ICER and Nonprofit to Develop Framework to Assess Digital Health Tools


The newly formed Peterson Health Technology Institute was launched with $50 million to analyze clinical benefits and economic impact of new health technologies.

The Institute for Clinical and Economic Review (ICER) is teaming up with the newly formed Peterson Health Technology Institute (PHTI) to develop a framework specifically to assess digital health tools. Peterson Health Technology Institute was formed to analyze evidence about the clinical performance of health technologies and will identify the most promising technologies.

Michael A. Peterson

Michael A. Peterson

“It’s clear that digital tools and artificial intelligence can provide a range of benefits to patients, but we have an inadequate understanding of what works and how much it should cost,” Michael A. Peterson, CEO of the Peter G. Peterson Foundation, said in a press release.

The global digital health market was worth more than $233.5 billion in 2022 and is expected to growth at a compound annual growth rate of 15% between 2023 and 2032, according to a report by Global Market Insights. This market includes wearables, telehealth, remote monitoring, healthcare apps and digital health systems. Driving this growth is the increasing use of smartphones and a rising demand for remote patient monitoring, analysts said.

Investment in digital health last year was $15.3 billion, although that was down from $29.3 billion in total investment in 2021, the highest ever for digital health investment, according to Rock Health Digital Health Venture Funding Database.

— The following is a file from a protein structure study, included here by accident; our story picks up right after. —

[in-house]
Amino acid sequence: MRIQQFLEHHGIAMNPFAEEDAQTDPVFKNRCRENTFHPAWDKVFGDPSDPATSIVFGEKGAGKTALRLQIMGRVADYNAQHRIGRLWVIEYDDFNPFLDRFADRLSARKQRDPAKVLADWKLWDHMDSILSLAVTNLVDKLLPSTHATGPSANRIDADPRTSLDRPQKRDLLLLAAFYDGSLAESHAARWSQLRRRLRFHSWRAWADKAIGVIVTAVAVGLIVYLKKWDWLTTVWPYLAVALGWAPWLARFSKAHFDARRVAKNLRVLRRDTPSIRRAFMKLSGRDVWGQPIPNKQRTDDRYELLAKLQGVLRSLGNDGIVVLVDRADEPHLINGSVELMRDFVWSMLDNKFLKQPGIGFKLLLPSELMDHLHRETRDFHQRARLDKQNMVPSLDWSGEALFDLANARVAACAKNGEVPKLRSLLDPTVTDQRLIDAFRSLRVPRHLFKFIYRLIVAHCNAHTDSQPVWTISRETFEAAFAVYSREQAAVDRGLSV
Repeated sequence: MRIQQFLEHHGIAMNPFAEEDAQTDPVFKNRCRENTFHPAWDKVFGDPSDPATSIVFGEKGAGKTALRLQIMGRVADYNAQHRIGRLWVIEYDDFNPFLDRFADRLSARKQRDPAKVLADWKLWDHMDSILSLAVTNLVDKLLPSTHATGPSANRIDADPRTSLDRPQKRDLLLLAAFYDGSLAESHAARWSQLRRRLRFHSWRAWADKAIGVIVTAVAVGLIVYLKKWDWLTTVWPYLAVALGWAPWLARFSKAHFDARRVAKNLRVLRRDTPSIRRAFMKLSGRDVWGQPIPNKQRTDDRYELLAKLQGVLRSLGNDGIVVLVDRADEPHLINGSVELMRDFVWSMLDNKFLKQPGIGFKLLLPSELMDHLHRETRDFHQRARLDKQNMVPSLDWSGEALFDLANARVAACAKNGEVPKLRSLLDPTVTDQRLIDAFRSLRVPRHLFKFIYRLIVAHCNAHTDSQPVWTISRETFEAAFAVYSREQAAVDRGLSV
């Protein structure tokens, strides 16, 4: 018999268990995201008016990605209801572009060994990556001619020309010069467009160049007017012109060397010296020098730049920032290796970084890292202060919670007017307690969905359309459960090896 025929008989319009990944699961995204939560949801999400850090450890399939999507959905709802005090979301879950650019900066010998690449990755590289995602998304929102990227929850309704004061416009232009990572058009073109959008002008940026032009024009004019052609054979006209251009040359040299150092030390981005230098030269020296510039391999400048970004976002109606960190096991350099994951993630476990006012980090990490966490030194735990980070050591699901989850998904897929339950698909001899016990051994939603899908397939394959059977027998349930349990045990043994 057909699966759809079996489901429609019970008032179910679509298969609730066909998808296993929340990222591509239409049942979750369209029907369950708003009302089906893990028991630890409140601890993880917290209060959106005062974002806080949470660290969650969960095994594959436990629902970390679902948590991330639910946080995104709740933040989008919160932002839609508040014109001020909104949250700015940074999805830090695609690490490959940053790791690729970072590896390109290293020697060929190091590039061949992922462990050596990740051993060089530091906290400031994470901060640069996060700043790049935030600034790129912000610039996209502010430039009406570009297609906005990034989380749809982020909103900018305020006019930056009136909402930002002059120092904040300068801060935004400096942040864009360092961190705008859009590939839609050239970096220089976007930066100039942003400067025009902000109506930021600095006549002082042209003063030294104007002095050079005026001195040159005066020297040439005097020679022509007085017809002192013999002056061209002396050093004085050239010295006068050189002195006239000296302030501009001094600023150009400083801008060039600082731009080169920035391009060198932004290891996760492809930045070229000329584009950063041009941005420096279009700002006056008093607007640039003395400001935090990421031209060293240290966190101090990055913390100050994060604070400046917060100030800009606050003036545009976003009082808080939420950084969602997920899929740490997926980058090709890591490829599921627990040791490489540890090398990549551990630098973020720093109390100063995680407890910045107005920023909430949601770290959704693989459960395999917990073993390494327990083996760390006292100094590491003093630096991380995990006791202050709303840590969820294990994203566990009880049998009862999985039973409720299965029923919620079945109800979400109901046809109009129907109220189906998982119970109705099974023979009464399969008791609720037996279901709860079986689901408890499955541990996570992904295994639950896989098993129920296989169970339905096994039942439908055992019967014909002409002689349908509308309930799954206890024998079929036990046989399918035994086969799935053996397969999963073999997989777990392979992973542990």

Peterson Health Technology Institute was launched by The Peterson Center on Healthcare with a commitment of $50 million to develop evidence-based assessments that will analyze the clinical benefits and economic impact of digital health solutions. The Peterson Center on Healthcare is a nonprofit organization founded in 2008 to develop strategies to improve quality and lower costs of healthcare. The PCH collaborates with universities, foundations, policy centers and other stakeholders, such as KFF and Civica Rx.

Steve Pearson, M.D.

Steve Pearson, M.D.

Initially, ICER is partnering with the PHTI to establish an original assessment framework developed specifically for digital health tools, ICER’s President, Steve Pearson, M.D., told Formulary Watch.

“The framework will have core elements on clinical impact and economic value but the methods for each will be tailored to the differences in the landscape for digital interventions,” he said. “In addition, there are distinctive contextual issues related to the competitive landscape, privacy and security, and the proposed role in therapy that will be part of the new framework.”

Pearson said there are some of the differences in assessing digital tools versus prescription drugs. These include:

  • There is no clear pathway or requirement for FDA approval for many digital interventions.
  • There are different considerations regarding “usability” and “accessibility”
  • This is a potential for ongoing expansion of the digital platform beyond the initial clinical target
  • There is a heightened importance of whether evidence on the impact is generalizable across different insurance types, delivery systems, clinicians, and patients

Beyond establishing the framework for assessing digital health tools, PHTI is still considering the range of groups it will partner with on the assessments.

“The Peterson Health Technology Institute can play an essential role in cutting through the hype surrounding new digital health technologies and the commercial interests behind them, providing independent, evidence-based evaluations of their potential for improving care and lowering costs,” said Drew Altman, president and CEO of KFF and a member of the Peterson Center on Healthcare’s Advisory Board.

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